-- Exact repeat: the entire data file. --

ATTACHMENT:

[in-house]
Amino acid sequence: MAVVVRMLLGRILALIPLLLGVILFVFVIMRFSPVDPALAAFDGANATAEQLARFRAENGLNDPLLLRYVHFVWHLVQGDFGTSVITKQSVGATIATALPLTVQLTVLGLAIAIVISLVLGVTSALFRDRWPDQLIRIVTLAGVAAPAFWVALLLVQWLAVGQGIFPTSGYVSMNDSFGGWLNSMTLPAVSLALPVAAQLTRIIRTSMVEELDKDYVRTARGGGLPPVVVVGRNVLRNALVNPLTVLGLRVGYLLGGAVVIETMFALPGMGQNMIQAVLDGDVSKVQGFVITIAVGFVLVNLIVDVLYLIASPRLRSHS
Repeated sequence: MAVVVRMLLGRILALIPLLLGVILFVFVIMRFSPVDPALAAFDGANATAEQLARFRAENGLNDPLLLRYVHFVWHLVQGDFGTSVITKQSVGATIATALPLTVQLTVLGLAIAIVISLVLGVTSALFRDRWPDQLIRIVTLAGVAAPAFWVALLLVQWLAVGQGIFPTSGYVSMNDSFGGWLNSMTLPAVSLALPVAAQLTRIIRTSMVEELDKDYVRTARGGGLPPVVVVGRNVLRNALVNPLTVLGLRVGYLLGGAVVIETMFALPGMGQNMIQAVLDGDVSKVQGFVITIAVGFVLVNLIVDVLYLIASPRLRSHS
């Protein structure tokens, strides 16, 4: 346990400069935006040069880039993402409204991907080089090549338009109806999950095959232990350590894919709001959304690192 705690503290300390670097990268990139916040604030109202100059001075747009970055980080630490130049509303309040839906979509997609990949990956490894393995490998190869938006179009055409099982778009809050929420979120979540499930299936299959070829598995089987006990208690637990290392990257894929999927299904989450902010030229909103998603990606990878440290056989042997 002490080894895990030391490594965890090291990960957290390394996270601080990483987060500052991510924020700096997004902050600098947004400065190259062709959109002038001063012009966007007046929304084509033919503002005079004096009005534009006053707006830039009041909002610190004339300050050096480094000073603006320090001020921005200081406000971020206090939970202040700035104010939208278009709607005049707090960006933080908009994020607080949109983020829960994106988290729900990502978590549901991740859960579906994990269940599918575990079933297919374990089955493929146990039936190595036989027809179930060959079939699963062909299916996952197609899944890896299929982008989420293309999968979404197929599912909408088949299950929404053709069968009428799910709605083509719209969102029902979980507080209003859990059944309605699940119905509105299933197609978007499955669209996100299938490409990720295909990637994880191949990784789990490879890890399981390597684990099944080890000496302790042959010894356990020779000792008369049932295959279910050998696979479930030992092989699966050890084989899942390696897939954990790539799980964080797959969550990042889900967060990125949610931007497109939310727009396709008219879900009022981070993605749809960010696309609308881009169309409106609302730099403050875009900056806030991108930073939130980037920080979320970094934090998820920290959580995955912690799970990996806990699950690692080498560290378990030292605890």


[in-house]
Amino acid sequence: MAVVVRMLLGRILALIPLLLGVILFVFVIMRFSPVDPALAAFDGANATAEQLARFRAENGLNDPLLLRYVHFVWHLVQGDFGTSVITKQSVGATIATALPLTVQLTVLGLAIAIVISLVLGVTSALFRDRWPDQLIRIVTLAGVAAPAFWVALLLVQWLAVGQGIFPTSGYVSMNDSFGGWLNSMTLPAVSLALPVAAQLTRIIRTSMVEELDKDYVRTARGGGLPPVVVVGRNVLRNALVNPLTVLGLRVGYLLGGAVVIETMFALPGMGQNMIQAVLDGDVSKVQGFVITIAVGFVLVNLIVDVLYLIASPRLRSHS
Repeated sequence: MAVVVRMLLGRILALIPLLLGVILFVFVIMRFSPVDPALAAFDGANATAEQLARFRAENGLNDPLLLRYVHFVWHLVQGDFGTSVITKQSVGATIATALPLTVQLTVLGLAIAIVISLVLGVTSALFRDRWPDQLIRIVTLAGVAAPAFWVALLLVQWLAVGQGIFPTSGYVSMNDSFGGWLNSMTLPAVSLALPVAAQLTRIIRTSMVEELDKDYVRTARGGGLPPVVVVGRNVLRNALVNPLTVLGLRVGYLLGGAVVIETMFALPGMGQNMIQAVLDGDVSKVQGFVITIAVGFVLVNLIVDVLYLIASPRLRSHS
């Protein structure tokens, strides 16, 4: 346990400069935006040069880039993402409204991907080089090549338009109806999950095959232990350590894919709001959304690192 705690503290300390670097990268990139916040604030109202100059001075747009970055980080630490130049509303309040839906979509997609990949990956490894393995490998190869938006179009055409099982778009809050929420979120979540499930299936299959070829598995089987006990208690637990290392990257894929999927299904989450902010030229909103998603990606990878440290056989042997 002490080894895990030391490594965890090291990960957290390394996270601080990483987060500052991510924020700096997004902050600098947004400065190259062709959109002038001063012009966007007046929304084509033919503002005079004096009005534009006053707006830039009041909002610190004339300050050096480094000073603006320090001020921005200081406000971020206090939970202040700035104010939208278009709607005049707090960006933080908009994020607080949109983020829960994106988290729900990502978590549901991740859960579906994990269940599918575990079933297919374990089955493929146990039936190595036989027809179930060959079939699963062909299916996952197609899944890896299929982008989420293309999968979404197929599912909408088949299950929404053709069968009428799910709605083509719209969102029902979980507080209003859990059944309605699940119905509105299933197609978007499955669209996100299938490409990720295909990637994880191949990784789990490879890890399981390597684990099944080890000496302790042959010894356990020779000792008369049932295959279910050998696979479930030992092989699966050890084989899942390696897939954990790539799980964080797959969550990042889900967060990125949610931007497109939310727009396709008219879900009022981070993605749809960010696309609308881009169309409106609302730099403050875009900056806030991108930073939130980037920080979320970094934090998820920290959580995955912690799970990996806990699950690692080498560290378990030292605890």